By Jonski (Jonathan Millar)
A key goal of archaeology as an industry is making our findings accessible and relevant to the general public, and presenting the results of archaeological projects in ways that bring their story to life and highlight both the similarities and differences between the past and the present.
Archaeological excavation and fieldwork is defined as ‘Preservation by Record’ – the controlled transformation of an archaeological site into a scientific, objective archive in accordance with various laws, statutes, guidelines and policy documents. To learn more about this side of our work you can watch a collection of videos we produced earlier this year on our YouTube channel.
Large projects with significant archaeological remains can take months of fieldwork, involving dozens of archaeologists. The post-excavation analysis, interpretation and reporting often takes longer than the fieldwork and typically relies on the expertise of many specialists across a wide range of scientific disciplines. Dissemination of these archaeological stories is a huge part of what we do – most of the end products of our work fall into this category in one way or another - and the variety of ways archaeologists strive to achieve this goal is growing all the time.
Journal articles, monographs, public lectures, ‘popular’ books, posters, websites, blog articles like this, podcasts and exhibition displays all tend to have one thing in common – the pictures are often the most accessible bit and quickly convey complex ideas that might indeed take 1000 words to tell otherwise.
After the location maps, site plans, section profiles, photography and artefact drawings have been created, the very last illustration to be undertaken for a completed project is usually a ‘reconstruction’.
Archaeological reconstruction illustrations strive to present a plausible snapshot of life-in-progress, taking the viewer across time to a specific moment, presenting the collated scientific evidence of technology and humanity in an aesthetic manner, encouraging empathy, engagement and understanding in the viewer.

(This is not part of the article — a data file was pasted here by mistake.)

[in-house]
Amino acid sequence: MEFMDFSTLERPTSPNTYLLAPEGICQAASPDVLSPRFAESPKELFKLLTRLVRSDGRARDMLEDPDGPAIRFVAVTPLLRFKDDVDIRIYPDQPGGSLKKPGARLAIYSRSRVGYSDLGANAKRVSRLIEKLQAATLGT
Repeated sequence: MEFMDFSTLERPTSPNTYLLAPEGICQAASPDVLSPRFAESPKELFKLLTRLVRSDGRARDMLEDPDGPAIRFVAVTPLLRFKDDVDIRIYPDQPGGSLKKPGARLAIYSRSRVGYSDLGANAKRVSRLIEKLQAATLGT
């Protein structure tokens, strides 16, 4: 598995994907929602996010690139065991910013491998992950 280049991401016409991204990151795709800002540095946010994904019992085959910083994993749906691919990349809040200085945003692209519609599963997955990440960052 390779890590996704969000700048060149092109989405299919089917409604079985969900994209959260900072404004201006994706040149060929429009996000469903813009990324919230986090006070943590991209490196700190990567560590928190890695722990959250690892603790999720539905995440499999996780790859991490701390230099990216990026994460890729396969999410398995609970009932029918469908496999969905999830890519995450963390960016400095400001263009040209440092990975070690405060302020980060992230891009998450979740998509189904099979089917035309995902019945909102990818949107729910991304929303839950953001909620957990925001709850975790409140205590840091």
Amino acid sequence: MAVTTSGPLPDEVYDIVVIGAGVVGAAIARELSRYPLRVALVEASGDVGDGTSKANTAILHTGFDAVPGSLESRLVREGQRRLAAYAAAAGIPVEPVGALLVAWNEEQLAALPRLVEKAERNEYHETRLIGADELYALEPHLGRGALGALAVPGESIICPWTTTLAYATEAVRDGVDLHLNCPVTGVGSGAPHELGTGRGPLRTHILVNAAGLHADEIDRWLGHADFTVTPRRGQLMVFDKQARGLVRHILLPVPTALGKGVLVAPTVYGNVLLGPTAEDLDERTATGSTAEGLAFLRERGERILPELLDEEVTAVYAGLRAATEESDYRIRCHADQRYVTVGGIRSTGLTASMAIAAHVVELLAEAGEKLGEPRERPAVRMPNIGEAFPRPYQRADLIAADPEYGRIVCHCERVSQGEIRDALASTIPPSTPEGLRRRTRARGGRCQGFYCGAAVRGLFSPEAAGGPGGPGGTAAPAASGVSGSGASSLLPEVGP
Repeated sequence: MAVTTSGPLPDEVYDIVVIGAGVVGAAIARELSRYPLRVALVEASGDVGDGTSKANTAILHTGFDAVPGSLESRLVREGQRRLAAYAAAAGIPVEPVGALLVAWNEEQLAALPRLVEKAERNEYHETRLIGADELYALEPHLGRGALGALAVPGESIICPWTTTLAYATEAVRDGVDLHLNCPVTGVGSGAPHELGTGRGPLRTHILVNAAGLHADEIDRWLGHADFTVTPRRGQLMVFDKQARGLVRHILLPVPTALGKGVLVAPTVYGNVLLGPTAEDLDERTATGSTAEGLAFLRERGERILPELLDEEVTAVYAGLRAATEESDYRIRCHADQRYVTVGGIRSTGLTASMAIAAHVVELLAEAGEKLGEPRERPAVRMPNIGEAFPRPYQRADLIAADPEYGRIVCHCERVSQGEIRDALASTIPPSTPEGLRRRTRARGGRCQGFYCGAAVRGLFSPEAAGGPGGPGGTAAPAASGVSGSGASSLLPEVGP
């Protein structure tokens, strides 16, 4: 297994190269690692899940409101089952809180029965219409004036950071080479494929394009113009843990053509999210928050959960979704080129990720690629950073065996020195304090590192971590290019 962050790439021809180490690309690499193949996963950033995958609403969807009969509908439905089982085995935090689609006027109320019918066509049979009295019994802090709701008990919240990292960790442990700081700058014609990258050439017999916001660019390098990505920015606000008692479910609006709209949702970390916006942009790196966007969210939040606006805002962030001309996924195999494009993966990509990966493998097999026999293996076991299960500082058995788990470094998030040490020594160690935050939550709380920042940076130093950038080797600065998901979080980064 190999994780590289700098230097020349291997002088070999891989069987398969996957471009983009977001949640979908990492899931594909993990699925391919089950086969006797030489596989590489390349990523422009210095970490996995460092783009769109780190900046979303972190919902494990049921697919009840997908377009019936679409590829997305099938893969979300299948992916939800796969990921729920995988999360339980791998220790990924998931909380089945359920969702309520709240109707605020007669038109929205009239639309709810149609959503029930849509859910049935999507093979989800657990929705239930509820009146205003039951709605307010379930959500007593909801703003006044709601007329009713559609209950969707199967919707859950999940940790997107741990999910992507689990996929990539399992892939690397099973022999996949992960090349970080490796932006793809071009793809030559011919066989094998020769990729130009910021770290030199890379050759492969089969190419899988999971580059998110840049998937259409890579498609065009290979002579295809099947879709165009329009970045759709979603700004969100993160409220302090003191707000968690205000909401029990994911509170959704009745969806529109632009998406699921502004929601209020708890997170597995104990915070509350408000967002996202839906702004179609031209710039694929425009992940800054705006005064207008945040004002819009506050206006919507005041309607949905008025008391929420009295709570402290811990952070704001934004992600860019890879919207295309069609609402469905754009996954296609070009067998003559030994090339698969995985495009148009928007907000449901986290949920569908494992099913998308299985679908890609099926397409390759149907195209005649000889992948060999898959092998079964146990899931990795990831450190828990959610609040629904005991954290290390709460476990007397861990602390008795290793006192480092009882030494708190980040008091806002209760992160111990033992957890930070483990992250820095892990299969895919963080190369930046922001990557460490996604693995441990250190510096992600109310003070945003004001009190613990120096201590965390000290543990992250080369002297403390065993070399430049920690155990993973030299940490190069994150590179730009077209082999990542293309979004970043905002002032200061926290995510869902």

The biggest challenge in recreating the past like this is ‘filling in the blanks’ – archaeologists never get a complete picture – it is often very fragmentary - so we have to infer knowledge from parallel or similar sites and the results of experimental archaeology, working together to build something like a jigsaw, piece by piece. Unique sites like Pompei, the Must Farm Project or Otzi the Ice Man where catastrophic events ironically preserve fascinating aspects of life and death ‘frozen in time’ often raise more questions than they answer. However, they give us bench-marks to work from and typically show us that our ancient ancestors were more like us than we had previously been able to prove. We learn they had the same drives and needs, had fascinating skills, often developed technologies earlier than we knew and enjoyed more comforts (and hardships) than we would have imagined possible. Everyone alive is here today because our ancestors prevailed over adversity and fate - we share much more than the small things that make us ‘different’ from each other.
All studied sites add something to our understanding, and by gradually collating pieces of our shared story and recognising what is the significant information to be gleaned from each site, we move forwards in our collective understanding of each ‘Age’ and see the connections between past peoples that cross seas and cultures, link distant locations and help to colour-in our world view, redefining our own positions within it.
In my own work I thoroughly enjoy producing reconstruction illustrations.